10. The one thing I need which is difficult to come by is a room stretcher. I got out my testing gear this morning, because in my listening last night everything seemed screechy and quite unpleasant. I ran a couple of scans and there was a 7-10 db sine wave looking artifact in the graph above 1 khz but only when I played both channels. When I played a single channel there were random peaks & valleys which were similar on each speaker, but no discernible pattern. I moved the chair back (listening position) ~2 feet and the artifact went away. The back of my chair is now against the fireplace on the opposite side of the room from the speakers. For fun when testing one amp/speaker I switched from pentode to triode and everything went down a few DB, with the top end down a bit more. I'll post some graphs a little later. I also want to try some SS amps I have to see if I can see/hear a difference.
  11. Thanks, you're almost a neighbor. I'm down in West Broward.
  12. They were a kit, and the the guy who does the kits is still around and has been very helpful, especially since I didn't buy them directly from him. I am not an EE but the components all look good and they are put together reasonably well. I think I'll wrestle the hum to the mat.
  13. I will eventually try the CW IIIs in the main room. I wonder if they will sit on top of the OB woofers?
  14. I have a lot invested in the MMGs, not money wise but energy, thought, design and emotion. I designed and built the bases for the MMGs. Using drivers & amplifier from GR Research I tweaked their OB woofer design and built the cabinets underneath. In the back of the room not hooked up I have an OB speaker I designed & built that when coupled with the woofer cabinets under the MMGs sound almost as good as the MMGs, and better than the pair of B&W 802 Matrix they replaced. 500 watt (at 8-ohm) Emotiva XPA-1 monoblocks might be a tad of overkill for a speaker rated at 102 DB at 1 watt. In the room with the CW IIIs I am sitting about 7' from the front of the cabinet. They certainly dominate things. makes me feel like the man in Maxell ads.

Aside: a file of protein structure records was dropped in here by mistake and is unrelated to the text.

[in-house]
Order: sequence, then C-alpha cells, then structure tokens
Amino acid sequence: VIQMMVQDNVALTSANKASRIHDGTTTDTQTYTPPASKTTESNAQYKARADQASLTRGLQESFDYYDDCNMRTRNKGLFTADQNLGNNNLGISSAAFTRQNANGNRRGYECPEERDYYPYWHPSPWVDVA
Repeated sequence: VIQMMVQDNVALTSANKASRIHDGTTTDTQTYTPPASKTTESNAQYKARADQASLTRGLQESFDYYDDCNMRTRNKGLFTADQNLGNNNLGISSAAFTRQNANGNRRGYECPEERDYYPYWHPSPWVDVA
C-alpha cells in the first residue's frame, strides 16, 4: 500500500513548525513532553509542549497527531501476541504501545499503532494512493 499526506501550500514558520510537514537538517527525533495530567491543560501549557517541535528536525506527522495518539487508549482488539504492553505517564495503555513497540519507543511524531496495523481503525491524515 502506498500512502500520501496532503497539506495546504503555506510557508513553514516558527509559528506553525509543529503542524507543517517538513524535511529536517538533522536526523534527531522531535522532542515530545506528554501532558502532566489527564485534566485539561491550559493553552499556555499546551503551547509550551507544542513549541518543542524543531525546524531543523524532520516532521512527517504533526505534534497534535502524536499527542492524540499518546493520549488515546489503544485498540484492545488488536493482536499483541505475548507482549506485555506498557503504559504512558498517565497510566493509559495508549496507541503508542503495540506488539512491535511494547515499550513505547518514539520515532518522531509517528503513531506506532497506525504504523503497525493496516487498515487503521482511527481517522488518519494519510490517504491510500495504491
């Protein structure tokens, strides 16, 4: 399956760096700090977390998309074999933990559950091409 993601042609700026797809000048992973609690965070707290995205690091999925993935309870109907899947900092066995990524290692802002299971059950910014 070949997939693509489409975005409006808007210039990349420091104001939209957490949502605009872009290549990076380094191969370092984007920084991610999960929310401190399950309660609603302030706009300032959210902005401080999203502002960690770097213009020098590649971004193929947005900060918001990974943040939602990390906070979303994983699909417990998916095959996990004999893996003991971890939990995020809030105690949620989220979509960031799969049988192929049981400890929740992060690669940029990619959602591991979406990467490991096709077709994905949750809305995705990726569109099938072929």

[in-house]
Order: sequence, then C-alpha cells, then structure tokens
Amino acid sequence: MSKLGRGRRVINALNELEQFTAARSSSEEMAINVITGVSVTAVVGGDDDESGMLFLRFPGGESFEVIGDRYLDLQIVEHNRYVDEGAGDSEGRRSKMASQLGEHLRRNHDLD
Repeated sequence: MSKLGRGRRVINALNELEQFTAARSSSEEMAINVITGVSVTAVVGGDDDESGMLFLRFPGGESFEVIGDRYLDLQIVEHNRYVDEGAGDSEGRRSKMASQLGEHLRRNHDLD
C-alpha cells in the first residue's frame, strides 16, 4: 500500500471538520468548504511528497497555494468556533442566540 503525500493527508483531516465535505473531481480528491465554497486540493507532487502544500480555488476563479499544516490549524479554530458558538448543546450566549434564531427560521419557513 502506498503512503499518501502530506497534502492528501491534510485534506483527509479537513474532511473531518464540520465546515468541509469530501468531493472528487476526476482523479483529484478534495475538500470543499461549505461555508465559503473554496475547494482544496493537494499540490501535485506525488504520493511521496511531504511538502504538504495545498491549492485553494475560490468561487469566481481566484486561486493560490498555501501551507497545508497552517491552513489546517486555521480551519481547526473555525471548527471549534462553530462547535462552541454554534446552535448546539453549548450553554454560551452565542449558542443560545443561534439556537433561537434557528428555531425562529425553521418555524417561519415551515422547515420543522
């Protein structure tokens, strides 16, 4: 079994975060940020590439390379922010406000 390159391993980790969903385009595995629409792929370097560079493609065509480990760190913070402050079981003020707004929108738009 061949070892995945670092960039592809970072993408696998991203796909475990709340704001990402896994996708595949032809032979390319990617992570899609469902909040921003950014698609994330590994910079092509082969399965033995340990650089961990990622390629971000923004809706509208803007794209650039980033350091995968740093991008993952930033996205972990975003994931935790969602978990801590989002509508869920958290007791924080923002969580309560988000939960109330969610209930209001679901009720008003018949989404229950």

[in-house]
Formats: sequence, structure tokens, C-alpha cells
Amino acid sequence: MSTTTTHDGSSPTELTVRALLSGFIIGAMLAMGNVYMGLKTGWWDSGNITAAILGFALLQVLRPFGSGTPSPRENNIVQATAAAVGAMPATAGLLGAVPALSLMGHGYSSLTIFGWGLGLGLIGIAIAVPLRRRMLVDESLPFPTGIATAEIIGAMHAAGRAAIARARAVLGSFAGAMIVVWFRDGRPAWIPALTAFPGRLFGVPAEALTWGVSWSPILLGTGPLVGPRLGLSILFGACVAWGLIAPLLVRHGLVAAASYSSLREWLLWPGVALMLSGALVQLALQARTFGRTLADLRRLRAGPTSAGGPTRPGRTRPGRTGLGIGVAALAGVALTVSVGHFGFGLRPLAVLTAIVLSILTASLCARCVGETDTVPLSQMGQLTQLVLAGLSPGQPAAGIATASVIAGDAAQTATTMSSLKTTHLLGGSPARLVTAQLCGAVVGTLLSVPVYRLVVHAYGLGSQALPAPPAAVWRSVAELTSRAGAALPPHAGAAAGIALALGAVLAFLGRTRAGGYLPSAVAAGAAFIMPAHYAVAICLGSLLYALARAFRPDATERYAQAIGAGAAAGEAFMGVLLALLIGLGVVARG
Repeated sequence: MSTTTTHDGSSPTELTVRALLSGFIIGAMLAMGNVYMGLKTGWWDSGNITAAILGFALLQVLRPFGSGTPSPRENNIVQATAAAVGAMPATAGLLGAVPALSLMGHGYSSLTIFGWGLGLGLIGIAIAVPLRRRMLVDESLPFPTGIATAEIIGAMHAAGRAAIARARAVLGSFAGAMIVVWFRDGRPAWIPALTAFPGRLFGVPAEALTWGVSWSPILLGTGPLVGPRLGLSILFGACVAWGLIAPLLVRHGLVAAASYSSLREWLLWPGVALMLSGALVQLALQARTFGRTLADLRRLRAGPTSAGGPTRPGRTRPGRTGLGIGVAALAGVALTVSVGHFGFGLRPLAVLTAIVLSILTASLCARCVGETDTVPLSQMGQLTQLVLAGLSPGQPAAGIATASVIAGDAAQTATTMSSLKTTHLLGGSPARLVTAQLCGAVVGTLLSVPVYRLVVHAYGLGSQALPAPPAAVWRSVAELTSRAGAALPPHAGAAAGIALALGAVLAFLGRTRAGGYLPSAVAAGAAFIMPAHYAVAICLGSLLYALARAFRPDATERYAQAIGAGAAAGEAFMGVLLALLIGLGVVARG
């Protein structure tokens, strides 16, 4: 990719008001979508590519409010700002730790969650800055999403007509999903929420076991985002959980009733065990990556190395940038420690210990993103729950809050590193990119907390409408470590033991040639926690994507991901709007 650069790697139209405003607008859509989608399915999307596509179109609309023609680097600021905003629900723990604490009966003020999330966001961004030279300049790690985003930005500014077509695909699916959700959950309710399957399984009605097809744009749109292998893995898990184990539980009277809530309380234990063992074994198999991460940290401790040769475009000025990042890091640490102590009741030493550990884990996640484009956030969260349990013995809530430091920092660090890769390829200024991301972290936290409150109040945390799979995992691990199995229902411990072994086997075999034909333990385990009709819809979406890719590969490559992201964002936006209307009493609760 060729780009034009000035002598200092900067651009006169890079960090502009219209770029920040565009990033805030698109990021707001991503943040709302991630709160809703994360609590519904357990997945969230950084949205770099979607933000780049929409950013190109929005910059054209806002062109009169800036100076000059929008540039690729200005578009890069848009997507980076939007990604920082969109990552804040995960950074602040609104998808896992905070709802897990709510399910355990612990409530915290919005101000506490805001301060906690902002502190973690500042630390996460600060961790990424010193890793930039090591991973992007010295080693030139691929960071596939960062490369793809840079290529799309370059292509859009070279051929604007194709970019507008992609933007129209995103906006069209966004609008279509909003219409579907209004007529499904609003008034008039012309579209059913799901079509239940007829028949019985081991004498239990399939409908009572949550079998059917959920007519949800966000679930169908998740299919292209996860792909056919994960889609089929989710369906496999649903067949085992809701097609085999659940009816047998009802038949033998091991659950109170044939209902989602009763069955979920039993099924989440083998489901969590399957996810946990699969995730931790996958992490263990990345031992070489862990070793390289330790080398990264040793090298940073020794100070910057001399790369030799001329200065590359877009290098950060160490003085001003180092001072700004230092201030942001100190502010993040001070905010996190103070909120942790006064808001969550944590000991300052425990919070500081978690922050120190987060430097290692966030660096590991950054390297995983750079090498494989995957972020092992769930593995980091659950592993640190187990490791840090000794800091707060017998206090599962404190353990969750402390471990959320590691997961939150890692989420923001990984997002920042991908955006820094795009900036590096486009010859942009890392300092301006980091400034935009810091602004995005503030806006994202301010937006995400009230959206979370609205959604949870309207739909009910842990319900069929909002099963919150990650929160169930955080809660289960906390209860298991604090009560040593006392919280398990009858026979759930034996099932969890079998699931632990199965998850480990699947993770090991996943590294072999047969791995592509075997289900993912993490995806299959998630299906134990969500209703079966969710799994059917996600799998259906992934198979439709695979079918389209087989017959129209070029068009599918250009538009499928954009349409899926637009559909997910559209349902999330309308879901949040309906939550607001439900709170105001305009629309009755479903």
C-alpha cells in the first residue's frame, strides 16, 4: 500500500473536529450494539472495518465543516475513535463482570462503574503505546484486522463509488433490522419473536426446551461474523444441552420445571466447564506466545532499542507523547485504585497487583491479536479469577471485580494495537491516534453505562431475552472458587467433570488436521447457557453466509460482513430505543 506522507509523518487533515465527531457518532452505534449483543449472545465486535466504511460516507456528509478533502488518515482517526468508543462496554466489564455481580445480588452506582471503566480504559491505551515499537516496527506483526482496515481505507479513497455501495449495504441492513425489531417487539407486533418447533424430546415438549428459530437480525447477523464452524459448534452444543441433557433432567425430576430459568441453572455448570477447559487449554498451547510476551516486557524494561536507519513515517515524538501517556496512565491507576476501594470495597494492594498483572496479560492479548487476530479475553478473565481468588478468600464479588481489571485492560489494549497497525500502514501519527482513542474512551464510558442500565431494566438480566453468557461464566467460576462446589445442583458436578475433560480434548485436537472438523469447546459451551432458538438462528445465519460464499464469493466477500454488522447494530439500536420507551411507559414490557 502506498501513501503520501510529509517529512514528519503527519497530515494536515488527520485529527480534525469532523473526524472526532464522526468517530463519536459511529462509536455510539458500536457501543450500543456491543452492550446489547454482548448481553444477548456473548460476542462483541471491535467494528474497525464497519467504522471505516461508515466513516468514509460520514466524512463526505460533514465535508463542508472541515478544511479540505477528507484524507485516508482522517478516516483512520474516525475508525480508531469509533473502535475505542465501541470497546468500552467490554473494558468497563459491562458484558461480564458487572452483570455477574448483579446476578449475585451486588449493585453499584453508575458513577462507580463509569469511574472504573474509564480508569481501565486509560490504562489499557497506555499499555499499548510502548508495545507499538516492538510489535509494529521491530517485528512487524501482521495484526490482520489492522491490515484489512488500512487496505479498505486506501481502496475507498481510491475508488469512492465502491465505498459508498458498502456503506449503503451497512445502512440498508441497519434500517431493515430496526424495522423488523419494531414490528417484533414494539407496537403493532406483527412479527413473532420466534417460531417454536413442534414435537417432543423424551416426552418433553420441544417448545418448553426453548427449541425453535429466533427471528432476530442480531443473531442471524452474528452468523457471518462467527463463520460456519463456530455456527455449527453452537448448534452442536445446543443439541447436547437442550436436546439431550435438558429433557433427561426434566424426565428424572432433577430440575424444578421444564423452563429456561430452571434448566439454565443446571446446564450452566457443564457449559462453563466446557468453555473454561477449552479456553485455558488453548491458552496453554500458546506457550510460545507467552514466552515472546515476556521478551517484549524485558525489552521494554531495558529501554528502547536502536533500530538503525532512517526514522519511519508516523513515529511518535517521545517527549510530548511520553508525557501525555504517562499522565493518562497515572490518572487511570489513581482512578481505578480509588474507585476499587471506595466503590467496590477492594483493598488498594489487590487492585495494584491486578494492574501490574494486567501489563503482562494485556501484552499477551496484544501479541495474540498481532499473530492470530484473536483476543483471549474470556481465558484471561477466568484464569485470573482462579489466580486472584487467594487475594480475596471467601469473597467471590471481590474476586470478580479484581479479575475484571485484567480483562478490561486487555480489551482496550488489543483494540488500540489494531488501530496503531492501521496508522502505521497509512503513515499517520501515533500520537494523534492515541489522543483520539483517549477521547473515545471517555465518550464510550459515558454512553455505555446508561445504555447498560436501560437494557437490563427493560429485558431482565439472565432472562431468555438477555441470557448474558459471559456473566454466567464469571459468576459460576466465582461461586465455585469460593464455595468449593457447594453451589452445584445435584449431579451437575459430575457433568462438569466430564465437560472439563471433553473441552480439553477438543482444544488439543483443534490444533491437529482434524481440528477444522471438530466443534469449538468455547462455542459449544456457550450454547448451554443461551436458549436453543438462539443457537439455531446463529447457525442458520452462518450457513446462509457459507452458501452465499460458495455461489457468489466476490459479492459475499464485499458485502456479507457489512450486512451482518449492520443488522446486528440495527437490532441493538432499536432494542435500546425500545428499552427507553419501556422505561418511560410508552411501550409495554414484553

15. I had the opportunity to purchase a pair of Cornwall IIIs. The story; Late on a recent Saturday night I popped up Craigslist and saw an ad for a pair of CW IIIs right on the first page with no filters. They were in my neighborhood and they were asking $300. I have a lot of audio gear and really wasn't looking for new speakers The pictures made the speakers look pristine, and the ad said they were selling them as part of an estate. I sent the person a text saying, you are selling the speakers for way too little. They are worth more. I continued looking through CL and saw a kit built tube preamp for $50 from the same seller. By then the seller had replied and said thanks they were their father's and they just wanted to get rid of them. I told them again it was too little and they responded they weren't sure if they worked. I said "I tell you what, I'll come over get everything hooked up and running and you should be able to get a lot more for everything." The next morning, Sunday I head over and the woman selling the equipment she said her phone blew up with everyone sending offers. I said I will be happy to set everything up told her she could get a lot more than what she had it posted for. After talking for a few minutes she said she would be happy to sell it to me for the price quoted knowing that her father would like someone who appreciated audio gear to have it rather than someone who would just buy to sell it. Long story short(?) I am the proud owner of a fairly pristine pair of CW IIIs (B stock) and two 125 watt kit mono blocks (tube4hifi M125) and a kit tube preamp (tubes4hifi SP9). After futzing around I have everything hooked up in a guest room which is too small, 11'x13.5' and other than a 4-5 db hum per speaker things sound pretty good. I do not self identify as an audiophile. I consider myself an audio hobbyist. I have been intrigued by high efficiency speakers, but never owned any, but now I do. My fronts in my main system which I use for both HT and music are the antithesis of the CW IIIs. I have a pair of Magnepan MMGs in custom designed and built bases sitting on OB sub woofers driven by a pair of 1KW SS mono blocks. What should I do with the CW IIIs and tubes? Some of my ideas include; One of the bases (risers) seems to have experienced some damage, but is still serviceable. Klipsch wants $150 for a new riser, I could build one myself but maybe not match the stain perfectly. or build two and paint them black like the CW IVs.I have also read that the bass is a bit boomy in these speakers (I experienced this as well in my limited listening) It is recommended by those folks to raise the cabinets. What is the minimum height the CW IIIs need to be raised to achieve a positive result? What I read said to get the squawker at ear height, which is both ambiguous and kind of high I think. Which brings up tweaking mania. what are the best bang for the buck (and effort) tweaks for CW IIIs? In the end, I do not know what I will do as I am not sure they can/will out perform my current system, and another large pair of speakers in my main listening area seems untenable. Here are some pictures of the system I bought and the front wall of my existing setup.